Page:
“These laws are aimed at driving LGBT people back into silence, back underground, back to the invisibility,” Polina Andrianova of Coming Out, a St. Petersburg-based advocacy group, told the Washington Blade. “That’s the whole point of them.”
Andrianova spoke to the Blade from St. Petersburg after an appellate judge in the city on July 25 overturned a lower court’s ruling that fined Coming Out 500,000 rubles or slightly more than $15,000 for violating a 2012 law that requires groups that receive funding from outside Russia to register as a “foreign agent.”
“We were extremely surprised the appeal judge actually dismissed the decision of the lower court and sent our case back for trial,” she said. “Even though it’s clear we’re not guilty of anything, we did not expect that.”
The Coming Out case comes against the backdrop of growing outrage over Russia’s LGBT rights record.
President Vladimir Putin in late June signed a broadly worded law that bans gay propaganda to minors across the country. A second statute that prohibits foreign same-sex couples and any couple from a country in which gays and lesbians can legally marry from adopting Russian children took effect last month.
Andrianova told the Blade only a handful of people have been charged and found guilty of violating the gay propaganda law. She said the statute’s true impact, however, is felt outside the Russian legal system.
“The propaganda terminology is so vaguely defined that nobody knows what is right or wrong to do,” Andrianova said. “All I know is it has something to do with me being openly gay. If I am on the streets and I hold hands with my girlfriend or kiss my girlfriend — something that any heterosexual couple can do at any time — I’m afraid now that somebody will call the police. Some mother with a child will call the police and the police will arrest me and harass me.”
Authorities in the Russian capital in May arrested 30 people who tried to stage a Pride march outside Moscow City Hall. Police in Murmansk on July 21 arrested four Dutch LGBT rights advocates who were filming a documentary about gay life in Russia.
St. Petersburg police on June 29 took dozens of LGBT rights advocates into custody as they tried to stage their own Pride event.
Andrianova, who did not attend the gathering, told the Blade that several Coming Out volunteers and clients are among the roughly 50 people whom authorities arrested. She said her organization is representing them in court.
Anti-gay laws way for Putin to ‘gain more conservative support’
Andrianova told the Blade she feels the ongoing anti-LGBT crackdown is part of what she described as a “much wider campaign” for Russia to “define itself and define itself in opposition to the West, Europe and the United States.”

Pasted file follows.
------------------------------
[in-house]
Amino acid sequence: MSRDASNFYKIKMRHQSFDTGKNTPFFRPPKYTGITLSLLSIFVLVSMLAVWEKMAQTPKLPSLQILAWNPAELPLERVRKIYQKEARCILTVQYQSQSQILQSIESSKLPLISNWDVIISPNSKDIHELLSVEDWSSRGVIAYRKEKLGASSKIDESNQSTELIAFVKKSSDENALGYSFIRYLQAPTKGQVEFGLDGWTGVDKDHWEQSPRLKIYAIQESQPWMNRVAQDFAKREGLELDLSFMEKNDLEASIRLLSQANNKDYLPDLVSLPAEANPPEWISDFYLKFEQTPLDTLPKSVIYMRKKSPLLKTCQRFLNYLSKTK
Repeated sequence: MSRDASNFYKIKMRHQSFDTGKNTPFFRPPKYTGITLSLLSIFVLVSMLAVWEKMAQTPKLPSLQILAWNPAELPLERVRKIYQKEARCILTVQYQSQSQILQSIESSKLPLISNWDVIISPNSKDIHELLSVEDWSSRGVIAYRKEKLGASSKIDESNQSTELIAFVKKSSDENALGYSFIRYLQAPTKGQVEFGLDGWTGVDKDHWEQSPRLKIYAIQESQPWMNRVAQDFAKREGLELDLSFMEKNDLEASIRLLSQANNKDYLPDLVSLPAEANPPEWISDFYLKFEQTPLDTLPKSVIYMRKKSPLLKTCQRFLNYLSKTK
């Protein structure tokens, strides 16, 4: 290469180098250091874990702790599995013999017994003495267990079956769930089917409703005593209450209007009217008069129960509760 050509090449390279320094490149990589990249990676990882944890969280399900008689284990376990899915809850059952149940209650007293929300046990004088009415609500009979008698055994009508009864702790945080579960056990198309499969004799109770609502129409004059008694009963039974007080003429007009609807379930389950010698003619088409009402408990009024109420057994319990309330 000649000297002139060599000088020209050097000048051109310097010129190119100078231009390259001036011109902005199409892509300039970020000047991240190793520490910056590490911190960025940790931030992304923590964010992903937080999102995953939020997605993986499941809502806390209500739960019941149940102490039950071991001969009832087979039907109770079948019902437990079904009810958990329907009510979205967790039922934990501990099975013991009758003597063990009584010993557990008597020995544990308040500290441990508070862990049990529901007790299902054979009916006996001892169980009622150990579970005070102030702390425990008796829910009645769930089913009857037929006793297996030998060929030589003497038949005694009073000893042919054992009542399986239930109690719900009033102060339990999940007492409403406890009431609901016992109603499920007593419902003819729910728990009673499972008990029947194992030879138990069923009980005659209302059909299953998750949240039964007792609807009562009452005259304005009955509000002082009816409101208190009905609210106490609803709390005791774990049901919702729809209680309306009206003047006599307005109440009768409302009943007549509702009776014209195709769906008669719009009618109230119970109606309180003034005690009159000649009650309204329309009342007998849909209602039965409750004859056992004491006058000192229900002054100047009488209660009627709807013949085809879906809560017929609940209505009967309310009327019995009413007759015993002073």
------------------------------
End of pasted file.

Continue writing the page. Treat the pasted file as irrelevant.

“Russia is defining traditional values and Christian orthodox heterosexual values, patriarchal when a man has a role and a woman has a role with a traditional family with kids,” she said. “Gay people, non-Christian orthodox people, all of them are viewed as kind of dangerous to the traditional values of Russia and so they’re viewed as non-Russian and [have] imported values from the West.”
Andrianova added she feels Putin signed the gay propaganda to minors and adoption bans into law as a way to maintain his popularity within the country, especially after protests erupted after the country’s 2012 presidential election the former KGB officer won.
“He got a bit worried about it,” Andrianova said. “He’s trying to gain more conservative support.”
Andrianova blasts Russian sports minister over Sochi comments
Andrianova spoke to the Blade as concerns over whether Russian authorities plan to exempt athletes and visitors who will visit Sochi for the 2014 Winter Olympics in February from the country’s gay propaganda law mount.
The Associated Press on August 5 reported the International Olympic Committee is engaged in “quiet diplomacy” with senior Russian officials on the issue.
Russian Sports Minister Vitaly Mutko told a Russian sports website last week the gay propaganda law will apply to those who travel to Sochi for the Olympics. He told reporters during a Moscow press conference on Thursday that the statute’s critics need to “calm down.”
“Does that mean that during all the rest of the time you don’t need to be tolerant and we don’t need to be correct in your behavior towards your own citizens?” Andrianova asked, referring to Mutko’s statements. “This double standard and hypocrisy needs to be picked up and highlighted by the rest of the world.”
All Out and Athlete Ally on August 7 presented a petition with more than 340,000 signatures to the IOC in Lausanne, Switzerland, that urges it to pressure Russian officials to protect the rights of their LGBT citizens. Andre Bank, executive director of All Out, on Thursday discussed the issue with Russian Ambassador to the United Nations Vitaly Cherkin before he met with U.N. Secretary General Ban Ki-moon in New York.
The Associated Press earlier on Friday reported IOC President Jacques Rogge sought further clarification from the Russian government over the application of the gay propaganda ban during the Sochi games.
Andrianova suggested to the Blade that President Obama’s decision to cancel his meeting with Putin that had been scheduled to take place in Moscow before next month’s G-20 summit in St. Petersburg is among the ways to continue to highlight Russia’s LGBT rights record. She said she does not support calls to boycott the Sochi games.
“It’s going to be much more effective to use the Olympics to raise this issue as loud and as visibly as possible,” Andrianova said. “We should call on the athletes and the sponsors and staff and volunteers to make this issue as visible as they can, to speak as loudly as they can to speak about how shameful it is and how absurd it is for Russia to be acting like this towards its LGBT citizens. That’s going to be more effective and more visible in Russia than some athletes not coming to the Olympics.”